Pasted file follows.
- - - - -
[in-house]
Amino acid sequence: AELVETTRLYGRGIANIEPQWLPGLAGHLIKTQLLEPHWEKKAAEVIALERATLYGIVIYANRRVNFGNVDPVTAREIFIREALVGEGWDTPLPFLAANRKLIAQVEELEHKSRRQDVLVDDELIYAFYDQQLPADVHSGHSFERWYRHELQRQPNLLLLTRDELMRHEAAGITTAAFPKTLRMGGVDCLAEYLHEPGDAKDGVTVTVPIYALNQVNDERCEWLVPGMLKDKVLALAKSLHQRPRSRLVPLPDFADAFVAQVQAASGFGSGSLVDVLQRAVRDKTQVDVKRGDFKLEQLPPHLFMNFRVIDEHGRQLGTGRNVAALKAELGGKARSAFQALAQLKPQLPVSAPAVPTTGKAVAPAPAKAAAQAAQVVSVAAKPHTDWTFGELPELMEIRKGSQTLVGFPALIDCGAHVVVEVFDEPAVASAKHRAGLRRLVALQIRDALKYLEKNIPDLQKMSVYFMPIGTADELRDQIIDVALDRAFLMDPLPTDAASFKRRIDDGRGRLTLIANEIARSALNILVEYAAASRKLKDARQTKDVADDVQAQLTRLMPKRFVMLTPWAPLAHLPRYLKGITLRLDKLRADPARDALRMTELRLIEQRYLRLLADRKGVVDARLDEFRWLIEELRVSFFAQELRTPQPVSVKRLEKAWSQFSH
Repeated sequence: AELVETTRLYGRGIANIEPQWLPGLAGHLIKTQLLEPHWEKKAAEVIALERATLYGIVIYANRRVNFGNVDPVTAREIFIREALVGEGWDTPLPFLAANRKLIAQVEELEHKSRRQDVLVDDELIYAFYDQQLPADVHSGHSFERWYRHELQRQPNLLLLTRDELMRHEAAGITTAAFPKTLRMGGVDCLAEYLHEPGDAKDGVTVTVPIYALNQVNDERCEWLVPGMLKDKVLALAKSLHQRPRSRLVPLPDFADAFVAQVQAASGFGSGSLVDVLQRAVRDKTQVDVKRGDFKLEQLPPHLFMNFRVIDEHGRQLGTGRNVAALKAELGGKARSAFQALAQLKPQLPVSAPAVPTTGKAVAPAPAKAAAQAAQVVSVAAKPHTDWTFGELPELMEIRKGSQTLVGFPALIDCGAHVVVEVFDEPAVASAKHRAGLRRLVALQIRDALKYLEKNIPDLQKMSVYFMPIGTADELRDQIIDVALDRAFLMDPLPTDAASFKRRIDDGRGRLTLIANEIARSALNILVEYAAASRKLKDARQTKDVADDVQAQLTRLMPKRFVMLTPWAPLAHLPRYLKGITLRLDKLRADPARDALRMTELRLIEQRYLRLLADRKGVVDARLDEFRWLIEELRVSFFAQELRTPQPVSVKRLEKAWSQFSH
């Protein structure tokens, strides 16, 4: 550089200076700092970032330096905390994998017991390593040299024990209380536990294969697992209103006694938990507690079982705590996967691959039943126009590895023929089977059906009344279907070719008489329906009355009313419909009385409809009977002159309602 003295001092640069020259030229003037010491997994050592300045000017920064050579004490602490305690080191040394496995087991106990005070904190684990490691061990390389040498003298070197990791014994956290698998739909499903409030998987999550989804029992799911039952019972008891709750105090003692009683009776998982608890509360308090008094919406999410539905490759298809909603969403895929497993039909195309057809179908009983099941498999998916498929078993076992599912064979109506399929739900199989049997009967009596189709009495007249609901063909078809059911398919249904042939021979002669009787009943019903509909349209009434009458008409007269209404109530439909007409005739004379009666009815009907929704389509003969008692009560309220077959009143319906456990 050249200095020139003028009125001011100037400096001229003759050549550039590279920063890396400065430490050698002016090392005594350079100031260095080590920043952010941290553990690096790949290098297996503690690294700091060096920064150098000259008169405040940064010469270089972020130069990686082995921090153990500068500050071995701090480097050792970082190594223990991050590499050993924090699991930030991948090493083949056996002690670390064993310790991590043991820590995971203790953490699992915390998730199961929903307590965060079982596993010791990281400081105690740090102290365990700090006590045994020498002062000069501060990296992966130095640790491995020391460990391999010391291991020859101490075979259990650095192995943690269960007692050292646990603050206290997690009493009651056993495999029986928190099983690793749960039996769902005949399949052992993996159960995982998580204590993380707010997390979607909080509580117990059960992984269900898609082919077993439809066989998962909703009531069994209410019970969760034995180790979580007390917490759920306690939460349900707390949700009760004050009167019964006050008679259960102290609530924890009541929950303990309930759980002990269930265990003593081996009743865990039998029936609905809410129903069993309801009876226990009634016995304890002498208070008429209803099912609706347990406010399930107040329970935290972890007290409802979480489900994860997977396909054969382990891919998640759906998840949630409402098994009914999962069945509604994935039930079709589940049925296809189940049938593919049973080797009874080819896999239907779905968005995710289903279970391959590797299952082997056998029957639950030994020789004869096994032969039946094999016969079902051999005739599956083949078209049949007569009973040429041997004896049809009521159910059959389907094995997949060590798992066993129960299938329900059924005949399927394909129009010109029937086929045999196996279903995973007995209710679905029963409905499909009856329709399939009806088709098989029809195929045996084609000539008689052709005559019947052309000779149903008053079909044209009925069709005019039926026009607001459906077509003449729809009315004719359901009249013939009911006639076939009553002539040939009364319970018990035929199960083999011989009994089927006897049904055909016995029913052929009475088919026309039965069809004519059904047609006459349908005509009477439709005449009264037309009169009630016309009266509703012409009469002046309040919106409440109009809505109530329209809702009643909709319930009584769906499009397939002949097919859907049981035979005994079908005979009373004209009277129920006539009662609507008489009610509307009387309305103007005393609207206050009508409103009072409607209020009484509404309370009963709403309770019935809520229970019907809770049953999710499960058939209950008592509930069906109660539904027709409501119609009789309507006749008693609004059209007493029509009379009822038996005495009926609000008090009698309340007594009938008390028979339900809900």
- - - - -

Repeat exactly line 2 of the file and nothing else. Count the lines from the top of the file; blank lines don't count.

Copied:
Amino acid sequence: AELVETTRLYGRGIANIEPQWLPGLAGHLIKTQLLEPHWEKKAAEVIALERATLYGIVIYANRRVNFGNVDPVTAREIFIREALVGEGWDTPLPFLAANRKLIAQVEELEHKSRRQDVLVDDELIYAFYDQQLPADVHSGHSFERWYRHELQRQPNLLLLTRDELMRHEAAGITTAAFPKTLRMGGVDCLAEYLHEPGDAKDGVTVTVPIYALNQVNDERCEWLVPGMLKDKVLALAKSLHQRPRSRLVPLPDFADAFVAQVQAASGFGSGSLVDVLQRAVRDKTQVDVKRGDFKLEQLPPHLFMNFRVIDEHGRQLGTGRNVAALKAELGGKARSAFQALAQLKPQLPVSAPAVPTTGKAVAPAPAKAAAQAAQVVSVAAKPHTDWTFGELPELMEIRKGSQTLVGFPALIDCGAHVVVEVFDEPAVASAKHRAGLRRLVALQIRDALKYLEKNIPDLQKMSVYFMPIGTADELRDQIIDVALDRAFLMDPLPTDAASFKRRIDDGRGRLTLIANEIARSALNILVEYAAASRKLKDARQTKDVADDVQAQLTRLMPKRFVMLTPWAPLAHLPRYLKGITLRLDKLRADPARDALRMTELRLIEQRYLRLLADRKGVVDARLDEFRWLIEELRVSFFAQELRTPQPVSVKRLEKAWSQFSH